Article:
A Registered Dietitian Weighs In On the Canola Oil vs. Olive Oil Debate

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In the wellness world, olive oil is often regarded of as liquid gold and a (nearly visible) health halo. Canola oil on the other hand, which is less expensive and used in more foods (at least here in the States), isn't typically given the same praise. So, what gives? Considering that canola oil and olive oil are the most commonly used oils in the kitchen—is the latter really all that superior?

Here to settle the canola oil vs. olive oil debate once and for all is registered dietitian Isabel Smith, RD. Ahead Smith unpacks the health benefits of each oil, the optimal ways to use them both, and the final verdict on which one takes the crown in terms of being the most nutrient-rich golden child.

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Canola oil vs. olive oil: Which one is the healthiest?

Canola oil health benefits

Let's tackle canola oil first, which tends to be the more misunderstood of the two. "Canola oil is made from the canola plant," Smith says, which is a type of seed oil derived from the rapeseed plant (where rapeseed oil comes from and in the same family as mustard). The canola plant is a bright yellow flowering plant and its seeds are 35 percent oil—super high for a plant.

According to Smith, the verdict on if canola oil is healthy (and is rapeseed oil healthy, for that matter) or not is complicated. Here, she details the healthy pros and cons, and whether or not you should be cooking with canola oil.

1. Canola oil is high in omega-6 fatty acids

"Canola oil has been considered 'healthy' in the past because it was an alternative to saturated fat," Smith says. One reason for this is that it's low in erucic acid, a type of monounsaturated omega-9 fatty acid. "The canola plant was developed from rapeseed in order to use it to produce a food-grade oil with lower erucic acid levels. Erucic acid is a compound present in mustard and rape seeds, which is known to be damaging to our health, specifically our hearts," Smith explains.

What's more, canola oil is also high in omega-6 fatty acids, which are good for heart health. But Smith says canola oil has a bit too much of the nutrient. "The problem with canola oil is that it is extremely high in omega-6 polyunsaturated fats (PUFA). A diet high in these omega-6 fats will cause systemic inflammation in the body1, which is an underlying commonality with all modern chronic diseases, including heart disease and diabetes," she says. The key is to consume more omega-3 fatty acids than omega-6 fatty acids, so consuming too much canola oil can potentially work against you, in terms of heart health.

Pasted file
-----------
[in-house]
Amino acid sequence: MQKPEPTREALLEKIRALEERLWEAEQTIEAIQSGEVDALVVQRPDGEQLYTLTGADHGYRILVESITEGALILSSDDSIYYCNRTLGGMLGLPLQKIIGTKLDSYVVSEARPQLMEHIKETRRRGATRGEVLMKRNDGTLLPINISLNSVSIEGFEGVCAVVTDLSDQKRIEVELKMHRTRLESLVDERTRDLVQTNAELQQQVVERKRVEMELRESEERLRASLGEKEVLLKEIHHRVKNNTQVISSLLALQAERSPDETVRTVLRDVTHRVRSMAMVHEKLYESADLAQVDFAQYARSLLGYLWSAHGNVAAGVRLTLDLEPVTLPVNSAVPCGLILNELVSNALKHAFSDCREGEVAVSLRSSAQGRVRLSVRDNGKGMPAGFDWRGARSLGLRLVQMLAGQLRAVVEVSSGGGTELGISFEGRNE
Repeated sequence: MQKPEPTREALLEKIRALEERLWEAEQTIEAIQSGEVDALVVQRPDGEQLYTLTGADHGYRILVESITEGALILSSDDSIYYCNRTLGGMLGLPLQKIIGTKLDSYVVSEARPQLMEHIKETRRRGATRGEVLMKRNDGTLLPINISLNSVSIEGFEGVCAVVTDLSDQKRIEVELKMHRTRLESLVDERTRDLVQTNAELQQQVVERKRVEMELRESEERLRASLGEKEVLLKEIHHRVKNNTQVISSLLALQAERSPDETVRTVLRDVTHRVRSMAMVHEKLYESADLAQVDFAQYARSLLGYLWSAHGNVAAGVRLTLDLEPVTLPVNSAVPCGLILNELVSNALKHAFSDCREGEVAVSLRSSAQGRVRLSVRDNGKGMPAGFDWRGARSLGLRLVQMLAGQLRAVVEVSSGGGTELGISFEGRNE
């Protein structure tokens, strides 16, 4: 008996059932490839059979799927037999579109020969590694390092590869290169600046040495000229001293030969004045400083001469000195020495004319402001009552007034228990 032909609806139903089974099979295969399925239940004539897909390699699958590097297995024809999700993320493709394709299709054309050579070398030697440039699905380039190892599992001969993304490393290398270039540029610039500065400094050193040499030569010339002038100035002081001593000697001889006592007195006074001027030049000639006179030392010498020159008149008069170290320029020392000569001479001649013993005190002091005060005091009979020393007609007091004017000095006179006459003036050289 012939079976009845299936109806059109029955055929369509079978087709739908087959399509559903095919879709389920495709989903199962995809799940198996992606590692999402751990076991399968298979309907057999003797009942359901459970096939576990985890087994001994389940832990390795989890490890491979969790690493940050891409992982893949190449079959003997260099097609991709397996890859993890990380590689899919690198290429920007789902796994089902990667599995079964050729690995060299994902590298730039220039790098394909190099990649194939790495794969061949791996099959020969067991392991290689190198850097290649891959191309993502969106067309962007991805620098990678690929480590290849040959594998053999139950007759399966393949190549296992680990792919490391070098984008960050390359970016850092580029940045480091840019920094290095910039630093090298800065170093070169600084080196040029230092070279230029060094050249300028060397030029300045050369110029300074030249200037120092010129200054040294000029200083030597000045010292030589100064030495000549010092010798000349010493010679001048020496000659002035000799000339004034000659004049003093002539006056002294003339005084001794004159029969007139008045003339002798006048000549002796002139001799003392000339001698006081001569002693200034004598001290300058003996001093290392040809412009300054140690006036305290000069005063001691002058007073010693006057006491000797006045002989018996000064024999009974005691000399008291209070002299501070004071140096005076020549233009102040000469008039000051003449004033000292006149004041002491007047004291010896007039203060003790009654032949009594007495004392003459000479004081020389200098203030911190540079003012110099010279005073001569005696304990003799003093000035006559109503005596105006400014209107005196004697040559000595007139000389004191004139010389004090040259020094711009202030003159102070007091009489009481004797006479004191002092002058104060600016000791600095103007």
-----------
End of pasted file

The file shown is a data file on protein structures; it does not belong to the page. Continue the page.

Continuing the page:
2. Consuming canola oil could help lower cholesterol

Canola oil is high in phytosterols, which helps absorb cholesterol in the body, therefore reducing overall cholesterol levels. An older study published in European Journal of Clinical Nutrition showed that participants who consumed 75 grams of canola oil a day for three days had lower cholesterol at the end of the trial3 than participants who consumed 75 grams of olive oil. However, this study only looked at nine human participants and was for a very short period of time, so it's unclear if those effects are true for a larger population and if they are long-lasting effects.

What is canola oil used for?

The reason why canola oil is used so widely in cooking, baking, frying, and food production is because it has a mild, relatively neutral flavor and can withstand a high smoke point (meaning you can cook it at super high heat without it smoking or burning). It's also relatively inexpensive. It can be used for sautéing, grilling, and stir-frying. Plus, it's also widely used in baking to add moisture and texture to recipes.

Now that you have all the facts on canola oil, let's continue the canola oil vs. olive oil debate by running down the pros and cons of olive oil.

Olive oil health benefits

1. Olive oil is linked to lowering inflammation

When it comes to anti-inflammatory cooking oils, you simply can't go wrong with good-quality, best olive oils for health. "Olive oil is an anti-inflammatory oil, while canola oil is known to be pro-inflammatory," Smith says. This is because, she explains, olive oil is high in antioxidants, which fights off free radicals in the body. "Olive oil contains strong antioxidants, mainly oleocanthal and oleic acid, which can help reduce inflammatory markers in the body like CRP (C-reactive protein)," she says.

2. Olive oil heart benefits are plentiful

Olive oil is high in monounsaturated fats, which support heart health, and because its polyunsaturated fat content is quite low, it's less controversial of a heart-healthy oil than canola. In fact, one study of 7,216 men and women at high cardiovascular risk found that consuming olive oil on a regular basis lowered the participants' risk for cardiovascular disease5 by a whopping 48 percent.